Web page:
Seguin Island, at the entrance to the Kennebec River, creates an interesting chop in the waters surrounding it when the changing tides clash with the river flow and the variable winds. The Native Americans gave Seguin its name, which translates to “the place where the sea vomits.” It is also one of the foggiest locations in the United States, with fog present more than 30 percent of the time. In 1907, the light station crew recorded 2,734 hours of fog.
Set in a heavily traveled area, Seguin has an especially powerful fixed white light that today can be seen from forty miles out at sea. In 1857, a new fifty-three-foot stone tower was built to house a first-order Fresnel lens that is nine feet high and the most powerful on the coast. It is the last operating first-order Fresnel lens north of Rhode Island.
With almost two hundred years of service, Seguin Light is not without its ghosts. In the 1800s, a keeper’s wife played the only tune she knew on the piano over and over and over, driving the keeper insane. He destroyed the piano and killed his wife and himself. It is said that the piano music can still be heard on calm nights. Other stories tell of the apparition of a young girl and mysterious sounds of coughing and doors opening and closing.
The Wiwurna at Squirrel Island Boothbay, Maine, 1887. Oil, 22 inches by 29 inches
A new industry began in Maine in the last quarter of the nineteenth century: tourism. The early summer visitors often came for extended stays, and were referred to as “rusticators” by the locals. They came to picnic, sail, fish, stroll along the shore, and relax in rocking chairs on the broad verandas of boardinghouses and hotels. Casinos (in those days, places to socialize and enjoy performances, not to gamble) and dance halls sprang up in many towns to offer a variety of entertainments.
In 1864, the Knox and Lincoln Railroad opened up a great deal of midcoast Maine. The train went from Woolwich, across the Kennebec River from Bath, to Boothbay, New Harbor, Friendship, Port Clyde, and, later, Rockland. Passengers coming from the south could travel by train from Portland to Bath, where the two passenger coaches were ferried across the river by boat to Woolwich. (The Carlton Bridge was not built until 1927.)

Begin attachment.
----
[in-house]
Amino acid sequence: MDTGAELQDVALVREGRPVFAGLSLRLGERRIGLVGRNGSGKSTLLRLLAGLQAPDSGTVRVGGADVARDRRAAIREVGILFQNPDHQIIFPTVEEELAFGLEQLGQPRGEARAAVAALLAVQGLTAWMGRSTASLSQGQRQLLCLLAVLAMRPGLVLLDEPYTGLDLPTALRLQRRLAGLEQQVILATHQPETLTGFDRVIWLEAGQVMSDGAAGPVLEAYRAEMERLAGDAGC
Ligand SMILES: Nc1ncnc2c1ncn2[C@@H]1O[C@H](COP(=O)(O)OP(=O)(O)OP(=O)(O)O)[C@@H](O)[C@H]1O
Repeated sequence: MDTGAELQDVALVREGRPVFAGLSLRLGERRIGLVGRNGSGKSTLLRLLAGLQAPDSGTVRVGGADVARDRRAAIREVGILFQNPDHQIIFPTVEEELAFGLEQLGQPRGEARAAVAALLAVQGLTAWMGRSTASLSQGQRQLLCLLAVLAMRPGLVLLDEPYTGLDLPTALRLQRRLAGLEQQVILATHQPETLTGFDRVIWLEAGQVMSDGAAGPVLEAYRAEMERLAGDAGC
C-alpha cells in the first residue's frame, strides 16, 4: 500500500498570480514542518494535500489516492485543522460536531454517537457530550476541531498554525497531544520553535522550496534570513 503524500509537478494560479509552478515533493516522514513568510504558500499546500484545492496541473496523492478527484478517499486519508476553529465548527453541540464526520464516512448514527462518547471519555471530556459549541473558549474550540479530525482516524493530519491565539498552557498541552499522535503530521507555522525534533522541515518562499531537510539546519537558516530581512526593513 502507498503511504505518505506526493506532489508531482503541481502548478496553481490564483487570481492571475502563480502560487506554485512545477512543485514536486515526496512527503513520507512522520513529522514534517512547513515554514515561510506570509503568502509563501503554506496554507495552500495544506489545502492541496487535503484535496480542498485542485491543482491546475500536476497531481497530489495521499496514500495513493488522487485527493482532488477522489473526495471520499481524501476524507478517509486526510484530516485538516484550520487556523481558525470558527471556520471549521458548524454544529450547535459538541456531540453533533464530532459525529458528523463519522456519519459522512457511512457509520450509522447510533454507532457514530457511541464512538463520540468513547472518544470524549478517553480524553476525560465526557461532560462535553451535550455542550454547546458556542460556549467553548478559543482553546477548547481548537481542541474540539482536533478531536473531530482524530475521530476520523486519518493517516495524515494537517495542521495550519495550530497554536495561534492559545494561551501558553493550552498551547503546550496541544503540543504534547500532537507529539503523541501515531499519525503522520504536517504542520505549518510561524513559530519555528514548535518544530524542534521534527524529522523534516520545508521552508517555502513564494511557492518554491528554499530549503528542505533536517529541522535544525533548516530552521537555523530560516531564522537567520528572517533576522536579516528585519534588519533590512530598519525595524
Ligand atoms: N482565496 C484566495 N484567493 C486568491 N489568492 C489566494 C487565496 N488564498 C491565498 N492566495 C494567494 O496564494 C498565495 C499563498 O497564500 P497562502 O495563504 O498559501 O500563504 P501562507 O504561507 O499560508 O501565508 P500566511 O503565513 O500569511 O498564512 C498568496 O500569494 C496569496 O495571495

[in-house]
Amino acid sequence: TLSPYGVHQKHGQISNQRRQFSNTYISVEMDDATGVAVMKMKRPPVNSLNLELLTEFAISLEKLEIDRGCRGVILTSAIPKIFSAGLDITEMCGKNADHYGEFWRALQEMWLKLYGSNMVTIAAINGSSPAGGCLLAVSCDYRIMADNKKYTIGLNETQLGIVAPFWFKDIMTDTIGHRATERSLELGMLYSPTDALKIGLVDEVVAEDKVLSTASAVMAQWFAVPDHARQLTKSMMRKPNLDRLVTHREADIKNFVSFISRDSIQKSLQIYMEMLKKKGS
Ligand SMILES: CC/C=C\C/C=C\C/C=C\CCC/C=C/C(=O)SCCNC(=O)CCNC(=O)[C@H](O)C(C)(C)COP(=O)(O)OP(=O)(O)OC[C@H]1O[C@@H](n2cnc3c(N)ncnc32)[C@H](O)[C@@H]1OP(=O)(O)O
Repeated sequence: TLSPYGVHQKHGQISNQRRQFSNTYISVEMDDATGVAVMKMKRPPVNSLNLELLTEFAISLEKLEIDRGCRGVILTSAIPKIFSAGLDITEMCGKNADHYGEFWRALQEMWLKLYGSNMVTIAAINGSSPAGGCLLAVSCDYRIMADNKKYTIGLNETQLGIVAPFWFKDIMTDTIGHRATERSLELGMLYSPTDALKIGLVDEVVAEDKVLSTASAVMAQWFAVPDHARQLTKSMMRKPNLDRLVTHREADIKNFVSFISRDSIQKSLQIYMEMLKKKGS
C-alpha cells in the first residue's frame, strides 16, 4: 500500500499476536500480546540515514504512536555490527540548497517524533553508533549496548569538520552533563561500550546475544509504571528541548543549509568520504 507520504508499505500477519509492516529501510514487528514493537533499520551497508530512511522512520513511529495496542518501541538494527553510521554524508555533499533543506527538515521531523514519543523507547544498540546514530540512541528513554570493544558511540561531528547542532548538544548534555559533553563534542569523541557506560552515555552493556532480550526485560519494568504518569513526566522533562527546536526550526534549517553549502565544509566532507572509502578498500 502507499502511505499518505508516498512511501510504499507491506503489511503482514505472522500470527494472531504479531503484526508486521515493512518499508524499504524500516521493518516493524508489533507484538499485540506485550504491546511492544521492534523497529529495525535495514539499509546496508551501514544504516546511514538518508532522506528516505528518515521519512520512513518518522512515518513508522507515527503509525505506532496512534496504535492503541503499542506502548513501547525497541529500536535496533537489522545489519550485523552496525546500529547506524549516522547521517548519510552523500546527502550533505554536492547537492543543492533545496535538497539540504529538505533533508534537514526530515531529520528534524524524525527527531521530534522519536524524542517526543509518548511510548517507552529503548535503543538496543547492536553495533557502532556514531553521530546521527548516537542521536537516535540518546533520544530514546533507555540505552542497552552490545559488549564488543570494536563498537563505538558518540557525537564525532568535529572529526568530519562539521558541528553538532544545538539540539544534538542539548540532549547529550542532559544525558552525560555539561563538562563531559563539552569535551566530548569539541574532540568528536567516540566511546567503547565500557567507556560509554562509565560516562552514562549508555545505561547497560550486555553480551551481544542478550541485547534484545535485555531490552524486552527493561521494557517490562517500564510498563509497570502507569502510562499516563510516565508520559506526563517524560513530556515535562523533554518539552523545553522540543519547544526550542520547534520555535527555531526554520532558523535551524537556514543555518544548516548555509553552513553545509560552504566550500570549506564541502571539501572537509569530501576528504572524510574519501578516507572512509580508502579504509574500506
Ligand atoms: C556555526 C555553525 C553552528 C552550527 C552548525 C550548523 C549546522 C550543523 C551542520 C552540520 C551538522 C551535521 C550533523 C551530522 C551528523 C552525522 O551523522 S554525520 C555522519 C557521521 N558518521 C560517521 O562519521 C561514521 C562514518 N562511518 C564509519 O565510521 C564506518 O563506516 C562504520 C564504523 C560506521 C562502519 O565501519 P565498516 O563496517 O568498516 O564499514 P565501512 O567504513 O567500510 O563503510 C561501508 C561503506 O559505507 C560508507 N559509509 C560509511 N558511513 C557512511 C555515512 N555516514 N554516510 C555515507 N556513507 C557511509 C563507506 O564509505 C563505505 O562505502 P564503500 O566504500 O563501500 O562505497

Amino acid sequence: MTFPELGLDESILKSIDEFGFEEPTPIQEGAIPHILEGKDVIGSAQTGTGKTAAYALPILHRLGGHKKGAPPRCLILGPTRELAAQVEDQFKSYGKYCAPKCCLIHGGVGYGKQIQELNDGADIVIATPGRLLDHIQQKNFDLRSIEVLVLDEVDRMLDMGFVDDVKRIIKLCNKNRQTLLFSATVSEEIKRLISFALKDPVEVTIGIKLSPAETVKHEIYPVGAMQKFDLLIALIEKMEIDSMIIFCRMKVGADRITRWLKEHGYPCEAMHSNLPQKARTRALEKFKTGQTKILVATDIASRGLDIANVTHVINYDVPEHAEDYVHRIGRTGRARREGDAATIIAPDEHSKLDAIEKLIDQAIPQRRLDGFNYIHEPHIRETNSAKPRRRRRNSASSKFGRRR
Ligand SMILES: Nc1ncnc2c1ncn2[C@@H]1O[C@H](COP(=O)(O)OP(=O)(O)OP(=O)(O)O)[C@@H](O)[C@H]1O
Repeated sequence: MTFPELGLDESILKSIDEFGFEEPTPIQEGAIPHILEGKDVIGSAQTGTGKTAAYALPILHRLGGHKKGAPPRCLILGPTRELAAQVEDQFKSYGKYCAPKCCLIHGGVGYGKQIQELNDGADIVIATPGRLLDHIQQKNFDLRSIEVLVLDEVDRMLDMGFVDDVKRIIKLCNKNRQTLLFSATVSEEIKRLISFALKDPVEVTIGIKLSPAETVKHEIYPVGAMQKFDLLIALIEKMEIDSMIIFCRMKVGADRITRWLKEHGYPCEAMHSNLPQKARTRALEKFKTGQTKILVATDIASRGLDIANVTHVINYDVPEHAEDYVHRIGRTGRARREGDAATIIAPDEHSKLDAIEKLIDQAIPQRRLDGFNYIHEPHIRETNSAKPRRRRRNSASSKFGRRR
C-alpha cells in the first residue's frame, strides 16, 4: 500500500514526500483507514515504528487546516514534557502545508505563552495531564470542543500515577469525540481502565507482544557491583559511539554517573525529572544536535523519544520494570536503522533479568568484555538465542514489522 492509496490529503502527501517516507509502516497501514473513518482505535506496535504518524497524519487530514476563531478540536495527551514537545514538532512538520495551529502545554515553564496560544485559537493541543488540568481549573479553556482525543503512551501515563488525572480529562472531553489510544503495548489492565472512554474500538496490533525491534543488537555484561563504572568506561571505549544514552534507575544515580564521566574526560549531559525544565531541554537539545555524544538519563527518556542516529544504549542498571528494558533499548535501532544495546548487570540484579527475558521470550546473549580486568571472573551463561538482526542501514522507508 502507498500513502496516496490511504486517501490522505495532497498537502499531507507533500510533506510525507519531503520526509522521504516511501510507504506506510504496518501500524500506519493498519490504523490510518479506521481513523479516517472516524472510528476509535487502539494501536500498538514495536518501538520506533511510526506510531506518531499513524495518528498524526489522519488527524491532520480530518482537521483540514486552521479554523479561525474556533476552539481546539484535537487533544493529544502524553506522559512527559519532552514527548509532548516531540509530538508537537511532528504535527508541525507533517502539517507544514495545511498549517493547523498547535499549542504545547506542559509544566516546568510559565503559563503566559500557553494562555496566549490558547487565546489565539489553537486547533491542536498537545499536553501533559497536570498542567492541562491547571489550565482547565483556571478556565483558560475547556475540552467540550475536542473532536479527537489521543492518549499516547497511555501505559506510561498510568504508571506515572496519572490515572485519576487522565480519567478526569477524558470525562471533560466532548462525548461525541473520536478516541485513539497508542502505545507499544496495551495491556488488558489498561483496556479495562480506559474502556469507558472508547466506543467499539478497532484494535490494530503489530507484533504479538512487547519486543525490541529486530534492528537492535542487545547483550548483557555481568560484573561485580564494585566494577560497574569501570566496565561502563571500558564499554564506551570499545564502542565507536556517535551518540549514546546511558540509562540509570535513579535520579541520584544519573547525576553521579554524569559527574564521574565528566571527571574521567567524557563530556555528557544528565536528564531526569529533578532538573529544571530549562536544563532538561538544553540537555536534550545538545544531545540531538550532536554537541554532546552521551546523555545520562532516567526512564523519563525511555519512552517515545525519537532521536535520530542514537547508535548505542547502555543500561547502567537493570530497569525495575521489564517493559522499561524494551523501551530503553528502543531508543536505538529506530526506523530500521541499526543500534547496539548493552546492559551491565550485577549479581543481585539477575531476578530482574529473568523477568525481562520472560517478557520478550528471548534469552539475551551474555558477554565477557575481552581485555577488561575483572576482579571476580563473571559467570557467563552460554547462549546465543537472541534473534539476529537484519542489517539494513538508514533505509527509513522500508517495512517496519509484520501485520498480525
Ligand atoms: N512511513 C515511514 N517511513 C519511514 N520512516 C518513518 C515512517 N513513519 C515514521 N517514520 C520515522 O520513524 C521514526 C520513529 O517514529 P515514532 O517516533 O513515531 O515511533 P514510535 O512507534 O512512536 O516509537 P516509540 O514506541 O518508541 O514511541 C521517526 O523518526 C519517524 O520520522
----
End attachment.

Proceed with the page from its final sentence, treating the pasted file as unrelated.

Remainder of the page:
The rusticators also reached the midcoast by steamboat. Steamers came from Boston, Portland, and Bath to service towns at the tips of the peninsulas. Over time, some rusticators bought or built their own summer quarters and stayed for the entire season. Despite being called cottages, some of these private summer homes were large and elaborate.
One of the oldest Maine resort areas is the Boothbay region, where many people, including invalids, came for the “purity of air and bathing in the seawater.” In 1870, a group of summer sojourners formed the Squirrel Island Association to manage the development of a summer colony on that island off Boothbay Harbor. Cottages sprang up on the island, along with boardwalks, a church, a library, a casino, and a hotel.
The Wiwurna, owned by the Eastern Steamship Company, was homeported in Bath and serviced Boothbay, Southport, Squirrel Island, Heron Island, Christmas Cove, and farther along the coast to Damariscotta. She was built in 1884.
The arrival of the automobile in the early 1900s brought competition for the railroads and steamboats, and within thirty years, the passenger steamer services were discontinued.